Followed by veal cutlet and sweetbreads/curry sauce - The veal being of prime quality, the curry sauce thickened ideally and tasting good. On the side, a classically made fresh green salad. 7/10
Then lamb chops served with a roll of cabbage. Nice acidity coming from that roll of cabbage. Good 7/10 (this was paired with a glass of Il Poggione San Leopoldo 2004, an interesting blend of Sangiovese, Cabernet Sauvignon and Cabernet Franc, barrel-aged for 12 months in French oak, and that expressed superb structure and long enjoyable fruity finish of dark berries.
Whereas the previous dishes were certainly all well executed, I found them to be a bit short on sparks. Still, the overall experience itself (with the fun and yet professional service, the charming ambience, the way they go above and beyond to make every little moment as memorable as it can be) was so fantastic that nothing was going to alter my high appreciation of their work. Well, it is as if they did not want me to leave with the impression that the kitchen could not deliver. The proof: a big surprise would follow next, and it would come from the kitchen ->
They suggested that I move to a different room, where I'd be alone to enjoy the dessert phase of my tasting menu. That phase is untitled 'Game of Chocolate 2012'. In the room, some music is played with the sole intent to connect memories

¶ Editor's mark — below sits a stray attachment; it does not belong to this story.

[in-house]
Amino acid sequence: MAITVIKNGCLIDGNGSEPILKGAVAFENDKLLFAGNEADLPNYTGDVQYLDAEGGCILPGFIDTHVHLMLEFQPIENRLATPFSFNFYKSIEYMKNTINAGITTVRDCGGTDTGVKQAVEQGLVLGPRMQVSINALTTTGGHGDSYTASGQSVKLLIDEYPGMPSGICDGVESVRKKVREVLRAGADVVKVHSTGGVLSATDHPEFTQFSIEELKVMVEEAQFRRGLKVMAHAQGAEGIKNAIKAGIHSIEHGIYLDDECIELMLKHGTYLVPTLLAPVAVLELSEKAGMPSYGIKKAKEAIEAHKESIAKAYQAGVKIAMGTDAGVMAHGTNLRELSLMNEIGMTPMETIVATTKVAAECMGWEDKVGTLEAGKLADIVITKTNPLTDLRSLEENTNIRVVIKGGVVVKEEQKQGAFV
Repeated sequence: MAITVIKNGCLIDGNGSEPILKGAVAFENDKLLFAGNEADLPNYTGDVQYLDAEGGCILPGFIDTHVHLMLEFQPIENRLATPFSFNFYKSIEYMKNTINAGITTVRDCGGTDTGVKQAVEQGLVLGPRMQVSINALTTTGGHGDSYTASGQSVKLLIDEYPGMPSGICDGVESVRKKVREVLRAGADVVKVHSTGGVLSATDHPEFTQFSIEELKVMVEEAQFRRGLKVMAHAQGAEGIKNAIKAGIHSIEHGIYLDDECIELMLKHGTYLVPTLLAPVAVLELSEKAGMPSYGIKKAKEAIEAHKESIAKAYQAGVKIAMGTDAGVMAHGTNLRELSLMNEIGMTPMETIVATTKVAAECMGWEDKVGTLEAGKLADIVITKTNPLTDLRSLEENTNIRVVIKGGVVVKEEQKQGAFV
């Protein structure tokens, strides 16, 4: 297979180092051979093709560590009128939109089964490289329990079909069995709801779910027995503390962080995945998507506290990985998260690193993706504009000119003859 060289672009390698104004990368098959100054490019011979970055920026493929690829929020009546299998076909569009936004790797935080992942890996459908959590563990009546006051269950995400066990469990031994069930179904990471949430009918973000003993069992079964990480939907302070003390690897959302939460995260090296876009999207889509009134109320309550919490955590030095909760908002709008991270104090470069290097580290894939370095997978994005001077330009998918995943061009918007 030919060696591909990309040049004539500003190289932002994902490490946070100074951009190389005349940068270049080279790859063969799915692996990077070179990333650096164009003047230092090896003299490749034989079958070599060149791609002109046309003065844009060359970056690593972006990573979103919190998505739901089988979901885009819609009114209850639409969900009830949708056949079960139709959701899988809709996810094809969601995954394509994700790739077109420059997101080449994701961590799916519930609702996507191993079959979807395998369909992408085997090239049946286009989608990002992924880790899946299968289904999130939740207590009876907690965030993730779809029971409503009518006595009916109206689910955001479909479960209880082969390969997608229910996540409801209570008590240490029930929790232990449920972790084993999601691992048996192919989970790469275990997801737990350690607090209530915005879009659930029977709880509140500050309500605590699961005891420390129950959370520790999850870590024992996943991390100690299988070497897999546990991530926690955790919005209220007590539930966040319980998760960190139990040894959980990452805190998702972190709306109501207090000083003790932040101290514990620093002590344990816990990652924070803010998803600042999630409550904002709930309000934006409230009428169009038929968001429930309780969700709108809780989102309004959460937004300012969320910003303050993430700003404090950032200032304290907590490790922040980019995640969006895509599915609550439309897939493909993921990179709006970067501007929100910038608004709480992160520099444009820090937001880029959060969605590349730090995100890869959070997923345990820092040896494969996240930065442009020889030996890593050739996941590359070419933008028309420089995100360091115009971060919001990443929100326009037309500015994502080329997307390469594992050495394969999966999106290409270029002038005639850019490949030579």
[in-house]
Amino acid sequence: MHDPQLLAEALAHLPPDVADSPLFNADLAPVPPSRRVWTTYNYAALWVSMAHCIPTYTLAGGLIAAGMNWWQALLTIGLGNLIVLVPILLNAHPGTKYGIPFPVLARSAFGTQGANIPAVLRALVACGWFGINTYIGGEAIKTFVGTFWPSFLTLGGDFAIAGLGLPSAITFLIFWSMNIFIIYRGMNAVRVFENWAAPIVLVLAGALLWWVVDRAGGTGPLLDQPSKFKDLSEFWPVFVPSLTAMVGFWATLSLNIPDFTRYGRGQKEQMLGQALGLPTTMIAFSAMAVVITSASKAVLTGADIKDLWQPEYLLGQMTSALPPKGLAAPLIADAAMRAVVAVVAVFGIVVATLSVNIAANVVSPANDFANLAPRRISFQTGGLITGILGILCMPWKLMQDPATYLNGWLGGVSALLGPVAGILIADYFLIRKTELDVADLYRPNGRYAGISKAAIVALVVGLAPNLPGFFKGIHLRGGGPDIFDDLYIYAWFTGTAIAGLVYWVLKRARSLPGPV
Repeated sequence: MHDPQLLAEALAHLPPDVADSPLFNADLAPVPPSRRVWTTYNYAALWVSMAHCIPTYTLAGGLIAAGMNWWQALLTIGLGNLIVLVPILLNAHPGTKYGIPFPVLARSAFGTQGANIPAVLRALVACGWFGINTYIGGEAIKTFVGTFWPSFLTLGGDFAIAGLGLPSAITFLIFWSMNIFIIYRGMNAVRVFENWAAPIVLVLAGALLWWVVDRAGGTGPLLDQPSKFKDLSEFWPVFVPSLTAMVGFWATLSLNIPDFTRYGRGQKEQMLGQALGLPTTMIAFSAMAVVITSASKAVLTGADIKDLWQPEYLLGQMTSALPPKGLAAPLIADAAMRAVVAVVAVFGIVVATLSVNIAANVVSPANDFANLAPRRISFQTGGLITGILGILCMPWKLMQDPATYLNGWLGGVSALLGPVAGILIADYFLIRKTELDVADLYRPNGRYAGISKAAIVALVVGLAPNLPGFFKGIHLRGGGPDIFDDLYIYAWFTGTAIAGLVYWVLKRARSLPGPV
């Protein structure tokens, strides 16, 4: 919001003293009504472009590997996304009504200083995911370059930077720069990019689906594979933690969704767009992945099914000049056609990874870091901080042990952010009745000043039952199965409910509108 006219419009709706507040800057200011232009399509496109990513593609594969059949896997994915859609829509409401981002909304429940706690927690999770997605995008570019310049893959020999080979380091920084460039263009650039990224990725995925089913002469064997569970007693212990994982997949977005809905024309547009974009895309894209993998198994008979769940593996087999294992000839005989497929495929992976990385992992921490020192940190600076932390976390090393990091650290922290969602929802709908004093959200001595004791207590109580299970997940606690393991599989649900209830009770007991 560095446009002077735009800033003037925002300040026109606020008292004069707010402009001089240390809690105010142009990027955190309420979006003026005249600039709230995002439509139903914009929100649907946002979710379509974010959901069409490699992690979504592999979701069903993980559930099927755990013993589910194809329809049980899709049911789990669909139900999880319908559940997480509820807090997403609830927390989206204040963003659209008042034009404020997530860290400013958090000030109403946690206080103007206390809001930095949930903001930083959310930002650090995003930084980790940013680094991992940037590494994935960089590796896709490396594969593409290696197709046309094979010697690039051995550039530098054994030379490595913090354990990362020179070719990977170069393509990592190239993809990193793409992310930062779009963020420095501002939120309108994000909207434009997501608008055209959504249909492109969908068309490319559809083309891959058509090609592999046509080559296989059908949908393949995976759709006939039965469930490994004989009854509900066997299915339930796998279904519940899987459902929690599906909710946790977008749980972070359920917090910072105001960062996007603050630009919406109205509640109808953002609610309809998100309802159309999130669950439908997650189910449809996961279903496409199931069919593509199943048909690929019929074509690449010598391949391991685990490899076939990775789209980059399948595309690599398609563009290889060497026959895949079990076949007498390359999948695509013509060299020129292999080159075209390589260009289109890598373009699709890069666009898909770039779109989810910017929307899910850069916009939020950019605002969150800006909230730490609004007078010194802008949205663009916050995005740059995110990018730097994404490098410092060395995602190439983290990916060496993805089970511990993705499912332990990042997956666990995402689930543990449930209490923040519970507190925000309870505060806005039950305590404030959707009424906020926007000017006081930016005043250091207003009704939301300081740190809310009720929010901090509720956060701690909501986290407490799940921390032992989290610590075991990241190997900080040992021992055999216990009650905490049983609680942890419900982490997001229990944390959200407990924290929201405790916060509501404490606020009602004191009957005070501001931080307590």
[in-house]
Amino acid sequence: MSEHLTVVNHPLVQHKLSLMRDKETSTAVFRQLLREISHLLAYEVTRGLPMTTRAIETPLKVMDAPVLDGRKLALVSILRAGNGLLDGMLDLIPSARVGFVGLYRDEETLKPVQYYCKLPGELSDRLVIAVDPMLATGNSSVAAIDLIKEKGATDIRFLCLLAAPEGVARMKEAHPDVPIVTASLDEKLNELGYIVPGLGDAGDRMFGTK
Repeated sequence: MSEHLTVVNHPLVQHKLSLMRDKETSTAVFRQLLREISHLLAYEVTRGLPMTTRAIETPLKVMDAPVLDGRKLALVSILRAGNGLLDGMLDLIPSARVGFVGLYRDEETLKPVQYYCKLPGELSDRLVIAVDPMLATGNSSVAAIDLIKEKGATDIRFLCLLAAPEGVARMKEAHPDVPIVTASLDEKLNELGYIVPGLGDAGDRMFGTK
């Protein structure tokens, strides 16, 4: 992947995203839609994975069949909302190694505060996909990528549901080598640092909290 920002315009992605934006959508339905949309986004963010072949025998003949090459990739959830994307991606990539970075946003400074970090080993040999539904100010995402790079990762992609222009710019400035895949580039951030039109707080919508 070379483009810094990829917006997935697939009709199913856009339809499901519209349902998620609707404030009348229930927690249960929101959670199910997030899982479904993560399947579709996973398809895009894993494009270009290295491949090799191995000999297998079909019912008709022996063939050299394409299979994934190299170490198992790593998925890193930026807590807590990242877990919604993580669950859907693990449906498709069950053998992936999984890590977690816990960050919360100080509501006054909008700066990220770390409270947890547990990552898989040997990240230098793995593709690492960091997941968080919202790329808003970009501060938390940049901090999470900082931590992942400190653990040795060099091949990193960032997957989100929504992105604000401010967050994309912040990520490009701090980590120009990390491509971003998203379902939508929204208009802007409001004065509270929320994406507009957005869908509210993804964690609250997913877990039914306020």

of the basics of life's evolution with different items of an array of mini desserts. Now, while the previous dishes varied in between 7 to 8/10 in my personal assessment, I was now in a completely different arithmetic logic (which in my case is just an extra effort to convey, in the best constructive way possible, the emotions and palatable impact brought to me by a dish). Interestingly, here's what was written on a little piece of paper that I had to read prior to indulge in what was going to stand as the spectacular finale of this meal: """In & Out choco game 2012 is something that we have all experienced before from our first heartbeats (IN) to our entrance into the world (OUT). During this passage, there is a moment of darkness that suddenly turns into pure light. IN & OUT is a simple expression of a large message". Rfaol, upon reading that note, I said to myself "That is it, I got it now...Lol..the darkness was the first part of the meal (just kidding. The 1st part of the meal was no darkness at all) and now I was going to partake in the "pure light" phase of the meal. Laughs. Joke aside, this part was simply spectacular with an array of mini desserts that kept the bar of palatable excitement to memorable heights. I'll let the numbers convey how of an awe-inspiring level the choco game 2012 phase was: a delicious shot of dark choco was a benchmark of its kind (10/10), vanilla topped with a milky concoction of their own had my tongue leaving my mouth and start dancing in the room, Rfaol - It was that spectacular in mouth! A 10/10 for that vanilla/milk mixture. Then a shot of ginger/peach (10/10), some benchmark choco truffles (10.10), a shot of cold expresso with dulce di lecce underneath (10/10), a cracker with impossibly perfect sweet goat cheese in between (9/10), an impressive citrus flavored lollipop with white choco and pineapple (a Blast! 10/10 ), an exciting shot of their own take on pina colada and it went on and on with creative and exciting mini creations of that sort, but of world class perfection and palatable impact worth of superlatives.